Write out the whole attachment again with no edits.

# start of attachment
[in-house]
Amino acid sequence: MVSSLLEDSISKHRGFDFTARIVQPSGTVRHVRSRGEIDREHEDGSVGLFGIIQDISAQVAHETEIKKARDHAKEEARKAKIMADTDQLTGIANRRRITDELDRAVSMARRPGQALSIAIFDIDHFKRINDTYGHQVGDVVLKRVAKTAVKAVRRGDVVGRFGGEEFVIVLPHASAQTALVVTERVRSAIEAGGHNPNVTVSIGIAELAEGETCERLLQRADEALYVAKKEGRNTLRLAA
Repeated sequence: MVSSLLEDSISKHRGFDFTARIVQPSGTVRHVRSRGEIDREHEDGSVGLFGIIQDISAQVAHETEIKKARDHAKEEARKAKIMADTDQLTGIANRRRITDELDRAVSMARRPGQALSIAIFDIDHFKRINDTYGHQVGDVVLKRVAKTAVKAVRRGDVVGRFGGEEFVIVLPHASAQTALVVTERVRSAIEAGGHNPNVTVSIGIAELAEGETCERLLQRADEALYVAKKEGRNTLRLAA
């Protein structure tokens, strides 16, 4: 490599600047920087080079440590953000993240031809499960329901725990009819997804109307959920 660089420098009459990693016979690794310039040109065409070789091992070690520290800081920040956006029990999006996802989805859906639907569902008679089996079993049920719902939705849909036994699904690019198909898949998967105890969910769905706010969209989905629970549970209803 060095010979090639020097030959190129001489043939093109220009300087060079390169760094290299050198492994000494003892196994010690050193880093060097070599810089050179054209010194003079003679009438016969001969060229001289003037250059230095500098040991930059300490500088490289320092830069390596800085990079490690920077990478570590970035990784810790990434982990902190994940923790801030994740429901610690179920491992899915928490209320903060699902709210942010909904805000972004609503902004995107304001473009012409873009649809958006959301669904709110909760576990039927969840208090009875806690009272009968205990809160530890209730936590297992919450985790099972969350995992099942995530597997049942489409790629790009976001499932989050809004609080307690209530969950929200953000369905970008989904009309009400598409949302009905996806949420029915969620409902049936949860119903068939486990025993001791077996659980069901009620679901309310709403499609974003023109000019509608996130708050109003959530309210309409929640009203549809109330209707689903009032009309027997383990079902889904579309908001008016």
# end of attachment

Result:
[in-house]
Amino acid sequence: MVSSLLEDSISKHRGFDFTARIVQPSGTVRHVRSRGEIDREHEDGSVGLFGIIQDISAQVAHETEIKKARDHAKEEARKAKIMADTDQLTGIANRRRITDELDRAVSMARRPGQALSIAIFDIDHFKRINDTYGHQVGDVVLKRVAKTAVKAVRRGDVVGRFGGEEFVIVLPHASAQTALVVTERVRSAIEAGGHNPNVTVSIGIAELAEGETCERLLQRADEALYVAKKEGRNTLRLAA
Repeated sequence: MVSSLLEDSISKHRGFDFTARIVQPSGTVRHVRSRGEIDREHEDGSVGLFGIIQDISAQVAHETEIKKARDHAKEEARKAKIMADTDQLTGIANRRRITDELDRAVSMARRPGQALSIAIFDIDHFKRINDTYGHQVGDVVLKRVAKTAVKAVRRGDVVGRFGGEEFVIVLPHASAQTALVVTERVRSAIEAGGHNPNVTVSIGIAELAEGETCERLLQRADEALYVAKKEGRNTLRLAA
């Protein structure tokens, strides 16, 4: 490599600047920087080079440590953000993240031809499960329901725990009819997804109307959920 660089420098009459990693016979690794310039040109065409070789091992070690520290800081920040956006029990999006996802989805859906639907569902008679089996079993049920719902939705849909036994699904690019198909898949998967105890969910769905706010969209989905629970549970209803 060095010979090639020097030959190129001489043939093109220009300087060079390169760094290299050198492994000494003892196994010690050193880093060097070599810089050179054209010194003079003679009438016969001969060229001289003037250059230095500098040991930059300490500088490289320092830069390596800085990079490690920077990478570590970035990784810790990434982990902190994940923790801030994740429901610690179920491992899915928490209320903060699902709210942010909904805000972004609503902004995107304001473009012409873009649809958006959301669904709110909760576990039927969840208090009875806690009272009968205990809160530890209730936590297992919450985790099972969350995992099942995530597997049942489409790629790009976001499932989050809004609080307690209530969950929200953000369905970008989904009309009400598409949302009905996806949420029915969620409902049936949860119903068939486990025993001791077996659980069901009620679901309310709403499609974003023109000019509608996130708050109003959530309210309409929640009203549809109330209707689903009032009309027997383990079902889904579309908001008016």